The Chicken and The Egg and The Interpreter

chicken or egg

The case of the chicken and the egg.

Recently, in California’s Coachella Valley, local Deaf residents met with area officials regarding the need for Sign Language Interpreters to service their communication needs in this California desert.

Recently, in California’s Coachella Valley, attempts were made to draw Sign Language Interpreters to the area to help bridge the communication gap.

The need is real.

But, is there enough work to support a professional interpreter working as an independent contractor?

Are deaf residents frustrated and considering leaving the area due to lack of services?

“Build it and they will come”

Well, not always.

Such is the dilemma.

A meeting was also held with a local hospital. If a deaf patient has a 30 minute appointment with a Doctor, they are entitled to a Sign Language Interpreter.  Interpreters usually charge a two hour minimum. If the interpreter is driving in from Riverside, California … there is typically a mileage charge added for the journey.

Most healthcare professionals will quickly point out that this appointment will cost them more than they charge the patient for services.  Very true, but still, it’s the law….because….Equal Access.

Countless Lawsuits:

There have been many. The following is just one example.

DULUTH, Minn. — Deaf patients and their families have filed dozens of complaints in recent years against Minnesota hospitals that lack sign-language interpreters, most of them in rural areas.

Minnesota Public Radio reports that many of the hospitals facing lawsuits are in rural areas of the state where there’s a shortage of sign-language interpreters. Deaf patients and organizations advocating for them say the lack of interpreters makes it difficult for them to make informed health care decisions.

An attorney with the Minnesota Disability Center said hospitals sometimes don’t make interpreter services a financial priority.

“It gets pushed way down the list of budget items,” said Rick Macpherson, who has settled 15 cases against hospitals since 2004.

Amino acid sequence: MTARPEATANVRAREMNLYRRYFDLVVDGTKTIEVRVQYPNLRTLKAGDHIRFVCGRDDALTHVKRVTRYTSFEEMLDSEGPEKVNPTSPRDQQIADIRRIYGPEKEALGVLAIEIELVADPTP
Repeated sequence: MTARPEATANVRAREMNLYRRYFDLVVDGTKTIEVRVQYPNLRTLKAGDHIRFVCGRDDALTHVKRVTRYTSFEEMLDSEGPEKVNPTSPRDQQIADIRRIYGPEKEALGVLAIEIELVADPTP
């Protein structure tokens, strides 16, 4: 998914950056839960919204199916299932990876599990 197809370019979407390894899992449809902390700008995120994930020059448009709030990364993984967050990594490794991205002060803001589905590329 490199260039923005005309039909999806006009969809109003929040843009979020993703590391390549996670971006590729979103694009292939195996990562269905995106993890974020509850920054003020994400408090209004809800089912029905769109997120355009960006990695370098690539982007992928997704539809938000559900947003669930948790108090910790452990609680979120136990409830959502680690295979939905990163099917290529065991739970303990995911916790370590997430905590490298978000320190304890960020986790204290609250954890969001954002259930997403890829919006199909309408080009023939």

But hospitals in rural areas say often the challenge is finding qualified interpreters.

“We don’t have enough interpreters in our area to be able to fulfill all the requests that come in,” said Natalie Stanley, the sign language program manager at Essentia Health East in Duluth.

Family, friends and even hospital employees who may know the necessary language “a little” have been asked to interpret for a patient. Sign language and other foreign languages alike.

Hospitals would never dream of letting a patient’s friend operate just because she can hold a scalpel. But they ask bilingual relatives to interpret all the time, disregarding how critical communication is to patient care. Get one word wrong and the consequences can be life-changing: After staff misunderstood intoxicado (Spanish for “poisoned”) as “drunk,” Florida teen Willie Ramirez received the wrong care and ended up paralyzed. In Oregon, Elidiana Valdez-Lemus died after 911 misinterpreted her address. Lack of proper translation has consequences outside of emergencies, too: Erika Williams, a second-year medical student at Harvard Medical School, summarized research to show that when there’s a language barrier, patients “receive less preventative care,” don’t take medication as prescribed, “and are more likely to leave the hospital against medical advice.”

The law currently stretches beyond the ADA. Under the Affordable Care Act, failure to provide a medical interpreter can be met with a $70,000 fine—for each encounter with a patient. Ultimately, the cost of not providing an interpreter, even if it doesn’t lead to errors, is astronomically higher than the cost of paying for one.

If interpreters are not provided, the next best step is to locate your State’s Patient Liaison and file a formal complaint. While it may not help in your immediate situation, the Health Care Facility may be put on notice – – advising them of their responsibilities regarding interpreting services. Reporting a Health Care Facility needing appropriate services may just save a life.

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About Evelyn

Evelyn Hunter is a SODA with years of experiential study in Deaf Culture. She attended Gallaudet University to immerse herself in this unique deaf world while working for the University and studying sign language to hone her skills. Evelyn has served in training, relationship sales, and marketing -- always seeking to expand awareness of Deaf Culture and the unique challenges the deaf face on a daily basis. The Sign Language Company has recently established a presence on Facebook, Twitter, Youtube and a website with a blog, as Evelyn coordinates the marketing and outreach efforts for the agency. Her goal is to attract new clients seeking exceptional service, while maintaining optimal relationships with clients who have selected The Sign Language Company for over 20 years.

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